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In planning matters, no one can hear your confusion

This week's Market Squared will ask if Monday's council meeting about the former York Road reformatory lands will focus on the future, or the past
20210526 reformatory 5 ts
The old reformatory property from above.

The last time the old Guelph reformatory was in the news, it was for reasons definitely not related to development or its heritage status.

It was just last month that the old jail building there doubled for the infamous (and fictional) Arkham Asylum, home to the most dastardly of Batman villains, and apparently a prime setting for the third season of Netflix’s superhero show Titans.

But as we’ve explored in previous editions of this column, Guelph is more like another Batman villain when it comes to planning matters. Two-faced, you might say.

On the one hand we think that nothing should ever change here and that everything’s perfect the way it is, but at the same time we’re being forced to accept the fact that Guelph is quickly growing into a modern city of 200,000 plus people.

This dichotomy will be on display again with the future fate of the old reformatory lands being, at least, partially decided at this Monday’s planning meeting of city council.

A virtual town hall organized by a group called the Coalition to Protect OR Lands seemed to set the stage for a fight that will likely run into the early hours of Tuesday morning: Is it enough to preserve a portion of the heritage property, or does the whole thing demand to be saved?  

Put a pin in that question because this debate is another test of the fractious relationship between city staff and Heritage Guelph.

When the staff proposal came to the committee in April, the members of Heritage Guelph unanimously rejected the plan to use a part IV heritage designation to protect eight select sites on the property, and instead moved for a part V designation to make the reformatory property a heritage district. Staff tried to split the proverbial baby by designating some and listing the rest, but Heritage Guelph didn’t bite.

As with the case of the Cultural Heritage Action Plan early this year, council is going to be caught in the middle between staff pragmatism and Heritage Guelph enthusiasm.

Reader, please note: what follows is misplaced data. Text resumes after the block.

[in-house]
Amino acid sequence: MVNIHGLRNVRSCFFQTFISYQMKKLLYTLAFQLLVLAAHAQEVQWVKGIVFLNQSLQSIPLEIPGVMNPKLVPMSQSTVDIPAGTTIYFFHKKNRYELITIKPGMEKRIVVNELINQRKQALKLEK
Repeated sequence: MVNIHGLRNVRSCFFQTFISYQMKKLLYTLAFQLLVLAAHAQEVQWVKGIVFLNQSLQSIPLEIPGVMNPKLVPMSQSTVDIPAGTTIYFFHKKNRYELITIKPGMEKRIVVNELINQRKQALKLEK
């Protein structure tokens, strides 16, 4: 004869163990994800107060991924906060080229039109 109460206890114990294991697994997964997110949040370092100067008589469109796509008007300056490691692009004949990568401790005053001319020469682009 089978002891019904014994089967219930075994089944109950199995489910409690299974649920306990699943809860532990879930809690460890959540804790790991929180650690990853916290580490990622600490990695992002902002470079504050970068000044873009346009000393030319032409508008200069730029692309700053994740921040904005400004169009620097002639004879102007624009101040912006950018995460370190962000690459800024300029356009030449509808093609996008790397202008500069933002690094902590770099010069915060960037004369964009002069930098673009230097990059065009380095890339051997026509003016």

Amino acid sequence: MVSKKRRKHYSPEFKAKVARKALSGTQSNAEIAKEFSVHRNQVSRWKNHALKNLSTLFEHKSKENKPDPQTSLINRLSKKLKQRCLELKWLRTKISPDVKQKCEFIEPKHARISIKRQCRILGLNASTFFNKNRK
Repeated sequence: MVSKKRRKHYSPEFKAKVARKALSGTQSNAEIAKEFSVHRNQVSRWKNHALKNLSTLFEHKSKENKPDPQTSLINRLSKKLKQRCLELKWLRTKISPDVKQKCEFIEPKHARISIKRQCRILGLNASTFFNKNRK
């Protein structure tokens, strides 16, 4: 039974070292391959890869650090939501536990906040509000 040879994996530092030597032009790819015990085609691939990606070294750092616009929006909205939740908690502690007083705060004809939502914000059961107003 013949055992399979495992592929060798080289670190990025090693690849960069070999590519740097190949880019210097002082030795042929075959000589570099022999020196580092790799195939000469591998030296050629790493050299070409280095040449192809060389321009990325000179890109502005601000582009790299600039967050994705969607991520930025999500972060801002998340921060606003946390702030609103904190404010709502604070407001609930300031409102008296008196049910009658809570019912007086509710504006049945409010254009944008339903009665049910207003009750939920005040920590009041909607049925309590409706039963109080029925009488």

Add to this an extra layer of complication. Guelph doesn’t own the reformatory lands, the province does.

Granted, the Government of Ontario has been fairly good about following the city’s well-thought-out designs for the property and the Guelph Innovation District Secondary Plan, but given the current occupancy of Queens Park, would it be surprising if they just ignored any pretense about community wishes and just sold the land to the highest bidder?

The answer is no, but I’ve got to tell you that it would be equally surprising if, after all this time, everyone with a stake in creating the Guelph Innovation District just said, “forget about it,” as what seems to be the endgame envisioned by the coalition. They want to keep the lands as they presently are.

This debate is gong to be contentious, and that’s why we need all the facts to be carefully laid out.

In writing this opinion piece, I tried to review the materials for the Guelph Innovation District and if you think that there’s some kind of summery document you can read and get the basic gist of the plan, you would be wrong. The GID page on the city’s website is loaded with technical material that tells you nothing about what the eventual finished project is supposed to look like.

Adding insult to injury, there’s a two-minute YouTube video there that I thought would be the “too long; didn’t read” version of the plan, but it was about as insightful as the trailer for a Christopher Nolan movie; it looks nice, but I have no idea what it’s supposed to be about.

This is a trend in Guelph, and it was reflected at this week’s committee of the whole meeting too.

The presentation of the Trails Master Plan prompted a motion from Ward 4 Councillor Christine Billings to prioritize a proposed trail to run along the Speed River from the skatepark to the water treatment plant. Why? Billings’ wardmate Mike Salisbury ran down the complicated history of trying to get trail equity in the west end, a journey that goes back nearly 20 years.

A lot of people in Guelph are heavily invested in the long-term development of their neighbourhoods, and consequently carry a lot of institutional knowledge. The rest of us though are often struggling to catch up, and a substantive issue that deserves the full attention of a fully informed and engaged electorate looks like just another slap fight between local elites and professional staff because it’s so hard to get a handle on what the fight is supposed to be about.

So you like heritage? Great, tell me exactly what you would like the city to do with the land if all the work already done on the secondary plan is insufficient.

To the city: you’ve got a problem. How did you and Heritage get so far off the same page and why not back their vision for the property?

If we’re going into a long night on Monday, let’s use that time productively by talking about the path to the future, instead of enumerating about the past. Time, as you may know, only goes in the one direction.


Adam A. Donaldson

About the Author: Adam A. Donaldson

In addition to writing his weekly political column for GuelphToday, Adam A. Donaldson writes and manages Guelph Politico, frequently writes for Nerd Bastards and sometimes has to do less cool things for a paycheque.
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